Social networking sites used to confirm information given when making claims
Insurers are capitalising on the rise in popularity of Twitter to string together evidence against fraudsters, industry experts say.
In one ongoing case, a household-name insurer has used Twitter, in conjuction with other social networking sites, to help save an estimated £264,000 on a claim for a staged accident.
The insurer used the websites to piece together relationships between a bus driver and 22 of his friends making personal injury claims, despite his initial denial of any links.
Head of casualty fraud at law firm Weightmans, Andrew Gillett, said the piecing together of friendships between suspects on social networking sites was a good way to establish links.
He said Twitter had overtaken other social networking sites such as MySpace and Facebook as the greatest source for gathering evidence.
Gillett said: “With Twitter, you get a burst of information and messages. People start logging on and they can send two or three messages at once, so we are finding it more useful than Facebook. People tend to post a lot more information, and throughout the day.”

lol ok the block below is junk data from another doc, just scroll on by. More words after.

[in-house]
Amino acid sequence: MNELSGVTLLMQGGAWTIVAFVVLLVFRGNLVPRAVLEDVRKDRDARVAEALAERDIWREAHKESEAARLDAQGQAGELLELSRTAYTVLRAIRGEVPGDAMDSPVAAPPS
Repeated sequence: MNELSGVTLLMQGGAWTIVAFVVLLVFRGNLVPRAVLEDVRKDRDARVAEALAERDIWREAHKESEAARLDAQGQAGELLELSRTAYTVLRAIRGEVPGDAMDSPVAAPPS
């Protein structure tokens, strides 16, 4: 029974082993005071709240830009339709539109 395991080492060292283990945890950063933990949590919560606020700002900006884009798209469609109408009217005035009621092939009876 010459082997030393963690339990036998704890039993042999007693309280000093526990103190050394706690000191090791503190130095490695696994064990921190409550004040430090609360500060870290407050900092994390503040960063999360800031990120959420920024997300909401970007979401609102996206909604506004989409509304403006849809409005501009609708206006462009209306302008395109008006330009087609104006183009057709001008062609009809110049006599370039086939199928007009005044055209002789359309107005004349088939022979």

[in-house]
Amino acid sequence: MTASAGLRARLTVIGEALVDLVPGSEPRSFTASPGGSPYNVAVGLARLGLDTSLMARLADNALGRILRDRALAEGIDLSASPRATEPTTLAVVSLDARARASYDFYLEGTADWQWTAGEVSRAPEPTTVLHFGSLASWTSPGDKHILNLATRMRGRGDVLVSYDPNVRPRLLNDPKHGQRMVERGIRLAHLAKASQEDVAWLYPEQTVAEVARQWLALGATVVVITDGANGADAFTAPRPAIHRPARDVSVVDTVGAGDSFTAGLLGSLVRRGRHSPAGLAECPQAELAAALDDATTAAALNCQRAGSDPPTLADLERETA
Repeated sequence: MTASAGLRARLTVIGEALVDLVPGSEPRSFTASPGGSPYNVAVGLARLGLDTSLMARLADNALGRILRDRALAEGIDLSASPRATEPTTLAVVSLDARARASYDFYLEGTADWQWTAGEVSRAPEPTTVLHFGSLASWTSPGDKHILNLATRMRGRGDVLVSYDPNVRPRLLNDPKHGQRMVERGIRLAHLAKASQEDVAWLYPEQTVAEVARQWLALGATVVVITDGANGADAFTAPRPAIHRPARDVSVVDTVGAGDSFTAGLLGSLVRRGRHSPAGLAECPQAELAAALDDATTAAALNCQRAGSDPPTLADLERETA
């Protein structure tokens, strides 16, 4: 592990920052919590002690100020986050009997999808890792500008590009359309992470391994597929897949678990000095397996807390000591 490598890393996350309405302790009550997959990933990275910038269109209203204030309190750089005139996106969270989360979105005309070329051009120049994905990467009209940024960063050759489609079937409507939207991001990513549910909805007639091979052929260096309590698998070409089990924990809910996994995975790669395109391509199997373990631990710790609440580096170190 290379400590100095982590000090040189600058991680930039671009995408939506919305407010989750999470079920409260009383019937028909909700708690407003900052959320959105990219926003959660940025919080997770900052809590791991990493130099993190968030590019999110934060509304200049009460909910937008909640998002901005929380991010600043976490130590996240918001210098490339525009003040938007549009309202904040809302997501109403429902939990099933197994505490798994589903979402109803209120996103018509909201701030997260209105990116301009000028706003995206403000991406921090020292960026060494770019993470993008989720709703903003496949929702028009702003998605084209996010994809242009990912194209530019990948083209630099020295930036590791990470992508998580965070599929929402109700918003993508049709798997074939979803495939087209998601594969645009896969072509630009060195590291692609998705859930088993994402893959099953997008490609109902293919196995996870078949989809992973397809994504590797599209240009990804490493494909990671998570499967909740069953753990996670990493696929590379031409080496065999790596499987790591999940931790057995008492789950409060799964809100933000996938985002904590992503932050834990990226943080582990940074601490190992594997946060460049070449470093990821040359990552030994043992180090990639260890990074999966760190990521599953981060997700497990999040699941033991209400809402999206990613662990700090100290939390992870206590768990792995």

Gillett said his firm was involved in a case in which a woman claimed she was too ill to drive. But an investigation through social networking sites revealed that she was co-driving for a Subaru rally team in her spare time.
Insurance Fraud Bureau board member Richard Davies said the information on social networking sites was publicly available and could be used as evidence.
He said: “Certainly, social networking sites are a source of information that many internal teams will trawl through to make sure what they are being told is correct.
“It is publicly available information, so we can use that information. There has been concern over privacy settings on Facebook, but it is up to Facebook to make sure that people share what they want to share.”